A wave of student suicides have been reported from the southern Indian state of Telangana after goof-ups in their examination results led many of them to be declared as failed in the tests. 

The examinations were conducted by the Board of Intermediate Examination in February and March, and the results were announced on April 18. News reports say many students, who had a record of scoring good grades in the first year of the two-year course, were declared to have failed. The most famous instance reported was that of Gajja Navya, whose results showed she had scored only zero marks in the local language course and was declared to have failed in the examination. She had scored 98 percent in the same course in the first year of the program. A "re-verification" found that her actual score this year was 99 percent. Some students were marked absent despite having attended and written the exam. 

Since the results were declared, more than a score students have taken their life, some by jumping in front of trains, jumping off buildings, or even immolating themselves. 

The goof-up and the suicides caused widespread protests by students and their parents, forcing K. Chandrashekar Rao, the chief minister of the state, to make an emotional appeal for restraint and calm. Two more students reportedly took their lives after that appeal.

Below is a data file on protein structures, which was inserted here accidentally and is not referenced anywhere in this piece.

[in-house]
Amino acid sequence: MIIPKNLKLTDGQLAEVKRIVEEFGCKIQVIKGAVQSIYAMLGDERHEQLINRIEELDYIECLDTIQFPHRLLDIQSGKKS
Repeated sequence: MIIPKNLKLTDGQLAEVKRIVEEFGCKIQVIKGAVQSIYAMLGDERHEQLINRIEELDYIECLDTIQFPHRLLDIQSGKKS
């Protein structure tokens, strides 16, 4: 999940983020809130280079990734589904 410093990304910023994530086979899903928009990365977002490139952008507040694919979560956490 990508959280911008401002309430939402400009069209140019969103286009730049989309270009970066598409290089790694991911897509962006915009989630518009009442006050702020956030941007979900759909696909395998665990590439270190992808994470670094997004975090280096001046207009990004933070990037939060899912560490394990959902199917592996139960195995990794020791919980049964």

A second-year intermediate student, Maithili, who had dreams of pursing a career in medicine, ended her life in her house last week, Firstpost reported. Maithili was a bright student who had fared well in the first-year examination, but the results showed that she had failed zoology and physics, shattering her dreams.

A government-appointed enquiry committee has reportedly accepted errors in the evaluation process. The fiasco is being blamed on a software that is used to evaluate the answer sheets. Some 900,000 students took the examination this year, of which 300,000 were declared failed. This lowered the pass percentage this year by 2 percent compared to the previous year.

Students in India are under pressure to score high in their school and college examinations as well as entrance examinations to elite educational institutions like the Indian Institutes of Technology and Indian Institutes of Management. 

Reports of students taking their own lives after being unable to make it to make the cut in these examinations are uncommon. But those examinations and their evaluation are more rigorous, and goof-ups like in this case are rare.